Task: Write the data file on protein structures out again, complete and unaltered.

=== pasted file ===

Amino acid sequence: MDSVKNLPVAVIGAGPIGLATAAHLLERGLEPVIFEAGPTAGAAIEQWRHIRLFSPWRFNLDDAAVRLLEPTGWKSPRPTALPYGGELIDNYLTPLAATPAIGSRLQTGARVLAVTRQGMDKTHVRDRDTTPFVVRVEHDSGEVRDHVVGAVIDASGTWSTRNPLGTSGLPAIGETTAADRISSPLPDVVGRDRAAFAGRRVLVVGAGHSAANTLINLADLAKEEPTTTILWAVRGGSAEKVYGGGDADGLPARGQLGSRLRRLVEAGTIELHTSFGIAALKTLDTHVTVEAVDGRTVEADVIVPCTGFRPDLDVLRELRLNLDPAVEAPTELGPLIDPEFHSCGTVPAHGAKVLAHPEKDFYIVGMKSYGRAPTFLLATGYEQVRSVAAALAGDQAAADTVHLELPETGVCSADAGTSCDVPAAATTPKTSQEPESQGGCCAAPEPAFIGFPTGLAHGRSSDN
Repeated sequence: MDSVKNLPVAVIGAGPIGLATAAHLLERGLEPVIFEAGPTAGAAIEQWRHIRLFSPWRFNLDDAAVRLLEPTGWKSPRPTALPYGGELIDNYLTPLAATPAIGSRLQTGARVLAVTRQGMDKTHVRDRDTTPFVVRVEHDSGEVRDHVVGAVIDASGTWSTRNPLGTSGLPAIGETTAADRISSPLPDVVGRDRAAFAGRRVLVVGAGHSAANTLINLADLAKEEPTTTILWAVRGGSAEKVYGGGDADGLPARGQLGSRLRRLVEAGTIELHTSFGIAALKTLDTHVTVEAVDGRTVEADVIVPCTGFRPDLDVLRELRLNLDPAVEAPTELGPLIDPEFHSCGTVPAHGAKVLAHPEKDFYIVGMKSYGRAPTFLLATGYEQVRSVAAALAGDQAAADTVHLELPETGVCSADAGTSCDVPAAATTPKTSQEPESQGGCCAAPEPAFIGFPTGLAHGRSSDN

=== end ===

Amino acid sequence: MDSVKNLPVAVIGAGPIGLATAAHLLERGLEPVIFEAGPTAGAAIEQWRHIRLFSPWRFNLDDAAVRLLEPTGWKSPRPTALPYGGELIDNYLTPLAATPAIGSRLQTGARVLAVTRQGMDKTHVRDRDTTPFVVRVEHDSGEVRDHVVGAVIDASGTWSTRNPLGTSGLPAIGETTAADRISSPLPDVVGRDRAAFAGRRVLVVGAGHSAANTLINLADLAKEEPTTTILWAVRGGSAEKVYGGGDADGLPARGQLGSRLRRLVEAGTIELHTSFGIAALKTLDTHVTVEAVDGRTVEADVIVPCTGFRPDLDVLRELRLNLDPAVEAPTELGPLIDPEFHSCGTVPAHGAKVLAHPEKDFYIVGMKSYGRAPTFLLATGYEQVRSVAAALAGDQAAADTVHLELPETGVCSADAGTSCDVPAAATTPKTSQEPESQGGCCAAPEPAFIGFPTGLAHGRSSDN
Repeated sequence: MDSVKNLPVAVIGAGPIGLATAAHLLERGLEPVIFEAGPTAGAAIEQWRHIRLFSPWRFNLDDAAVRLLEPTGWKSPRPTALPYGGELIDNYLTPLAATPAIGSRLQTGARVLAVTRQGMDKTHVRDRDTTPFVVRVEHDSGEVRDHVVGAVIDASGTWSTRNPLGTSGLPAIGETTAADRISSPLPDVVGRDRAAFAGRRVLVVGAGHSAANTLINLADLAKEEPTTTILWAVRGGSAEKVYGGGDADGLPARGQLGSRLRRLVEAGTIELHTSFGIAALKTLDTHVTVEAVDGRTVEADVIVPCTGFRPDLDVLRELRLNLDPAVEAPTELGPLIDPEFHSCGTVPAHGAKVLAHPEKDFYIVGMKSYGRAPTFLLATGYEQVRSVAAALAGDQAAADTVHLELPETGVCSADAGTSCDVPAAATTPKTSQEPESQGGCCAAPEPAFIGFPTGLAHGRSSDN